Mercy continues to respond to COVID-19. See the latest updates and use our interactive screening tool.
A novel coronavirus (COVID-19) team with Mercy’s top experts is working every day to make sure Mercy is prepared and ready to care for our communities. Mercy is also working closely with local and state health departments, as well as with the Centers for Disease Control and Prevention, to ensure we have the most up-to-date information about a rapidly changing situation.
Mercy is offering a free interactive risk assessment for COVID-19 symptoms. Get started now.
*Test results will be available in 6-9 days
Due to a limited number of COVID-19 testing supplies across the U.S. and consistent with other health care providers, only patients who are very ill and meet COVID-19 criteria are currently being tested. For those with symptoms, we recommend staying home and away from others and taking care of yourself as you would with other viruses. If symptoms escalate, patients should contact their primary care physician.
To get tested, contact your primary care provider or use our interactive risk assessment.
In these times, we’re grateful for our doctors, nurses, care teams and those working tirelessly behind the scenes—all to ensure that Mercy continues to provide safe, quality, compassionate care to those entrusted to us. We pray that our communities be granted wellness and healing, and that our co-workers be blessed with courage, stamina and fortitude.
As the world continues to make unprecedented decisions related to the novel coronavirus (COVID-19) illness, Mercy is moving quickly to make changes as well. We will be transitioning processes in our Mercy clinics and hospitals to protect our patients and caregivers. Learn more.
Mercy Clinic locations across the ministry will no longer allow visitors to accompany adult patients to their appointments. This restriction is effective immediately.
This restriction does not prevent patients from having interpreters, medical decision-makers, or others necessary to receive medical care present at their appointment. Young children may also accompany parents/guardians if child care is not available.
Mercy has implemented a new screening policy across all clinics and hospitals to protect our patients while meeting the needs of our communities. Patients and visitors will be asked the appropriate screening questions provided by Infection Prevention and have their temperature taken:
Mercy continues to prepare our co-workers and facilities for a possible influx of patients. The next critical step in those preparations is to begin postponing non-urgent, elective procedures and surgeries as well as all non-urgent imaging services in compliance with recommendations from the Centers for Disease Control and Prevention. Learn more.
Coronavirus disease 2019 (COVID-19) is a respiratory illness that can spread from person to person, mainly when they are in close contact with one another (less than 6 feet). When an infected person coughs or sneezes this spreads respiratory droplets that can then infect another person nearby. It also may be possible that a person can get COVID-19 by touching a surface or object that has the virus on it and then touching their own mouth, nose, or possibly their eyes, but this is not thought to be the main way the virus spreads.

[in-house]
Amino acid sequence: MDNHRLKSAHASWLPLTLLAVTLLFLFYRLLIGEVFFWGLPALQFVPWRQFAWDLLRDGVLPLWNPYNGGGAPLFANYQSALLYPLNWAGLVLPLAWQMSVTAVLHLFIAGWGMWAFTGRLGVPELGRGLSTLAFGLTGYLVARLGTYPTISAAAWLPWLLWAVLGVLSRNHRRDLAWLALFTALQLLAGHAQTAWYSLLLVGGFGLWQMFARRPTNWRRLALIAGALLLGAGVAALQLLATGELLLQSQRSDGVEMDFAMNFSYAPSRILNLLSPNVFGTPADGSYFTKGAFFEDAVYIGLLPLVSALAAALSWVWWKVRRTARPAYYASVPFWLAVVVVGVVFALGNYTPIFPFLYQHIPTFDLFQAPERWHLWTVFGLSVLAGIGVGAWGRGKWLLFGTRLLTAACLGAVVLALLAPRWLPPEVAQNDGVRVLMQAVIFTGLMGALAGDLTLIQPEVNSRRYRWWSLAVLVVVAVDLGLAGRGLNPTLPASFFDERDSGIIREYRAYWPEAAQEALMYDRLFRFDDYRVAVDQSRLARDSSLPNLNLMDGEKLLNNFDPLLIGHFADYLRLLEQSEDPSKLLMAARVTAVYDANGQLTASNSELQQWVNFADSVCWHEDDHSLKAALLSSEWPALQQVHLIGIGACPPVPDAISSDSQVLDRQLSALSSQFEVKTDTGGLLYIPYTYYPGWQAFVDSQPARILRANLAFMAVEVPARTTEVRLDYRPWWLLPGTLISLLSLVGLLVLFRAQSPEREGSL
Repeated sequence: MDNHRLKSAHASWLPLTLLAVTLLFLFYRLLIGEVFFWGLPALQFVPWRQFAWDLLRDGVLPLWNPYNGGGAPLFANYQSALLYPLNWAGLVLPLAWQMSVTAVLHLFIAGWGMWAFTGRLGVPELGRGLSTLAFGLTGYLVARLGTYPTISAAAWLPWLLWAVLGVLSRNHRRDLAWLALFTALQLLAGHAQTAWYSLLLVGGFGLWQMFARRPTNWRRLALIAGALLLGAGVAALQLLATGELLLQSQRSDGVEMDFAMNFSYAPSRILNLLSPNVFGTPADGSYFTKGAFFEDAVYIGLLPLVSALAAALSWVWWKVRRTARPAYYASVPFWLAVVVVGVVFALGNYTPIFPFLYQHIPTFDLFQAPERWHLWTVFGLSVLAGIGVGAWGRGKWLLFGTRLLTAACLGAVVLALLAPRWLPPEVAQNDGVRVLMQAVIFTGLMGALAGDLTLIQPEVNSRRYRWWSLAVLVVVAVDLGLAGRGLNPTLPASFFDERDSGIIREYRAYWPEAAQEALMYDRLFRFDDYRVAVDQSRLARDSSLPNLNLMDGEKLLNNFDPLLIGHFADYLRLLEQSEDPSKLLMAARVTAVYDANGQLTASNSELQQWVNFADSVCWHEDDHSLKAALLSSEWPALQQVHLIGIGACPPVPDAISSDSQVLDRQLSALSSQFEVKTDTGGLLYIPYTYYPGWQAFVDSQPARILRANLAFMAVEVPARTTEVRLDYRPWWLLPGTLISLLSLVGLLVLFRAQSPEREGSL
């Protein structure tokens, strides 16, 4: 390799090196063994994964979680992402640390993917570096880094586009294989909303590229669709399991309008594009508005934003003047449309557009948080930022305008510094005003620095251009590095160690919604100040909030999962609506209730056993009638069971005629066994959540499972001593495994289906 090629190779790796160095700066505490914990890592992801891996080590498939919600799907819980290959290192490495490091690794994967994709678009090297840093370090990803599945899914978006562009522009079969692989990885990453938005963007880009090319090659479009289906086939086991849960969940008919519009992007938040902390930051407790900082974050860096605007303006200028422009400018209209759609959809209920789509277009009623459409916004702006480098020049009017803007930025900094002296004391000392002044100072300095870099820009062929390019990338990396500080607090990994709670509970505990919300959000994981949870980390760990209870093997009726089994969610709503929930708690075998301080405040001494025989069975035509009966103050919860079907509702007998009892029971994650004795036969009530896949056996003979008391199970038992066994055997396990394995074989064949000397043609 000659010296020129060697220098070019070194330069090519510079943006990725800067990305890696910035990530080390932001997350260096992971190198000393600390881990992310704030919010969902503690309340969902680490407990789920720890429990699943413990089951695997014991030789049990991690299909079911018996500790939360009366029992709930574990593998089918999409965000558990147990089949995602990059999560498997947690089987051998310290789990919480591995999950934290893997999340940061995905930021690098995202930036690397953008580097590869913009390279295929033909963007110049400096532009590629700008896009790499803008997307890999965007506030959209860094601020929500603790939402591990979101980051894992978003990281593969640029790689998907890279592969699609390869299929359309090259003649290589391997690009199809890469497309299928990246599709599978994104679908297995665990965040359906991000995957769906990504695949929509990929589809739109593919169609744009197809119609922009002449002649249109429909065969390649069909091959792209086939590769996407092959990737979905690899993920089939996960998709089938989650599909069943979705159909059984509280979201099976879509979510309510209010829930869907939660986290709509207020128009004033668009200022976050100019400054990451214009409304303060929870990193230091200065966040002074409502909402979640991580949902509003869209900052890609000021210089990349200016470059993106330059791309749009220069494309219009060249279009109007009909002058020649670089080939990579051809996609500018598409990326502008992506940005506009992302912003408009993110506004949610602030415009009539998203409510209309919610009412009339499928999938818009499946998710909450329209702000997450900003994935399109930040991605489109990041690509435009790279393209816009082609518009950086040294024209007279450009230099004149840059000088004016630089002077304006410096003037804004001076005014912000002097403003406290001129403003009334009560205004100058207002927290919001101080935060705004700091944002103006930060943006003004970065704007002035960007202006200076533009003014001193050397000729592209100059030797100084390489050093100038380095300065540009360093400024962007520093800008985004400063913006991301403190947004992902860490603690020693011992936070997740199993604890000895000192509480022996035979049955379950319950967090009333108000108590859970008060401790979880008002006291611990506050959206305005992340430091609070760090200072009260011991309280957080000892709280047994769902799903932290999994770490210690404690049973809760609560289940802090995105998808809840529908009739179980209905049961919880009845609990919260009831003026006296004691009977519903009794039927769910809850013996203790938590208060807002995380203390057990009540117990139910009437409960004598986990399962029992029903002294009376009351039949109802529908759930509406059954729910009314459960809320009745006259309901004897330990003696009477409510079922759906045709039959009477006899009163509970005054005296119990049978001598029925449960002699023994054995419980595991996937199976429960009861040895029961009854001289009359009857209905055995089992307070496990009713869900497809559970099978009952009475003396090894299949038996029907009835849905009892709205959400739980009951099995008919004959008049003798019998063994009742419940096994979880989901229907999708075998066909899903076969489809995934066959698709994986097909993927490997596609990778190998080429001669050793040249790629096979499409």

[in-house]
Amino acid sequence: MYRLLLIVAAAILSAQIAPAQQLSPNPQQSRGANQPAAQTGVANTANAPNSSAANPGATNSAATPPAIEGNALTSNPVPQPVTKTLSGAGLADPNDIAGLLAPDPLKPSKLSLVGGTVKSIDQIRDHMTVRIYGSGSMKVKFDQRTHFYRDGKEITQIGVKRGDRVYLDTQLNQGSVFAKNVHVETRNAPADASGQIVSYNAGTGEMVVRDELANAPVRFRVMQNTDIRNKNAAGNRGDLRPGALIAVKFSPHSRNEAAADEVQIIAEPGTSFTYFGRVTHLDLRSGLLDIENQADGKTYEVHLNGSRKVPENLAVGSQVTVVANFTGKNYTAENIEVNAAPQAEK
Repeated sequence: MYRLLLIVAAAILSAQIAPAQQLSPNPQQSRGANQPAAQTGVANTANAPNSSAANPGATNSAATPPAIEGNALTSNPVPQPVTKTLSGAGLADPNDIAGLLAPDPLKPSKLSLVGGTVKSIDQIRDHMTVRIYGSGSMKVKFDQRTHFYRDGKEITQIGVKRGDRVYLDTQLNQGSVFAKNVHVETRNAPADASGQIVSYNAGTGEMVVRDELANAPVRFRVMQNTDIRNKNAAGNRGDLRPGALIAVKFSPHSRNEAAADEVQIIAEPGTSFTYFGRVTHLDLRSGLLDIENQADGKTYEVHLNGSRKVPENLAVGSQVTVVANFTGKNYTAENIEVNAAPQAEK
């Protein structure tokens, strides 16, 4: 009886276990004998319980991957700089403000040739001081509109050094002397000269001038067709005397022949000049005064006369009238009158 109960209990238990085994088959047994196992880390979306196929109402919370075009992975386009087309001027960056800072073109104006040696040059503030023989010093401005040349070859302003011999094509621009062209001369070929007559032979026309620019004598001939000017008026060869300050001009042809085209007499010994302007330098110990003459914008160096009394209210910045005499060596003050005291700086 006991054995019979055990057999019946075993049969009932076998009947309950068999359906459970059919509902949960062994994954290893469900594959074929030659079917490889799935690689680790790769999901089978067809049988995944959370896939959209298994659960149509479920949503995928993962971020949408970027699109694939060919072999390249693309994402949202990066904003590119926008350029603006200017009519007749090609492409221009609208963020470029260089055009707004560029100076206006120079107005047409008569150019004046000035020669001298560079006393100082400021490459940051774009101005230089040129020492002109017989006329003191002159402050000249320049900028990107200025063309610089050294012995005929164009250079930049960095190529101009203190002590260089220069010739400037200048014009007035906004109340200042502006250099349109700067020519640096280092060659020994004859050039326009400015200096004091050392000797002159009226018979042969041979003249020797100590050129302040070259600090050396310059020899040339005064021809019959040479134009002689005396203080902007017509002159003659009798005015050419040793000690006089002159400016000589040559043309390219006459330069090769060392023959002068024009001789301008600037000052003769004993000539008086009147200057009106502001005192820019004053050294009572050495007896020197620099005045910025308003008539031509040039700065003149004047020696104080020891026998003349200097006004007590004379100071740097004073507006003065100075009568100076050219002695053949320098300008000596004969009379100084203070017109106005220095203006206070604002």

People with COVID-19 don't have a runny nose or nasal congestion. 90% of patients will have fever and 70% will have a dry cough. Some will have diarrhea although by itself this is not usually a sign of COVID-19. Those who become acutely ill will experience shortness of breath.
Most patients who have the virus will have symptoms but in most cases (about 80%) the symptoms will be mild. People who are older, have chronic diseases, or have a weakened immune system are at higher risk of complications if infected.
If you have difficulty breathing - call ahead to your nearest emergency room and let them know your symptoms and that you’re on your way. That will help them prepare for your arrival.
Not everyone should be tested. Since the levels of infection are low in Mercy areas, for now this should only be done at the direction of a health care provider. Mercy is working to set up testing sites at Mercy facilities and elsewhere. If you have symptoms but they are only mild, stay home and contact your health care provider by phone or via MyMercy for guidance.
People can help protect themselves from respiratory illness with everyday preventive actions.
You may also want to avoid large public gatherings or meetings if you can avoid them. Masks are not currently recommended for everyday use.
If you are sick, to keep from spreading respiratory illness to others, you should:
Contact your health care provider. They will give you instructions on how to get care without exposing other people to your illness. While sick, avoid contact with people, don’t go out and delay any travel to reduce the possibility of spreading illness to others.
There is currently no vaccine to protect against COVID-19. The best way to prevent infection is to take everyday preventive actions, like avoiding close contact with people who are sick and washing your hands often.
As part of our mission and heritage for almost 200 years, we care for those in our community regardless of the illness or circumstance. It’s what we do. It’s who we are. Our Sisters of Mercy, long known as the Walking Sisters, have always turned and walked toward those in need. Whether it was a cholera or typhoid epidemic in Dublin, Ireland, in the early 1800s, or a smallpox outbreak in Springfield, Missouri, at the turn of the century, the Sisters were many times the first to serve, without hesitation, whenever needed.
Today, Mercy’s mission remains unchanged. We serve our communities with compassionate care, dignity and medical expertise.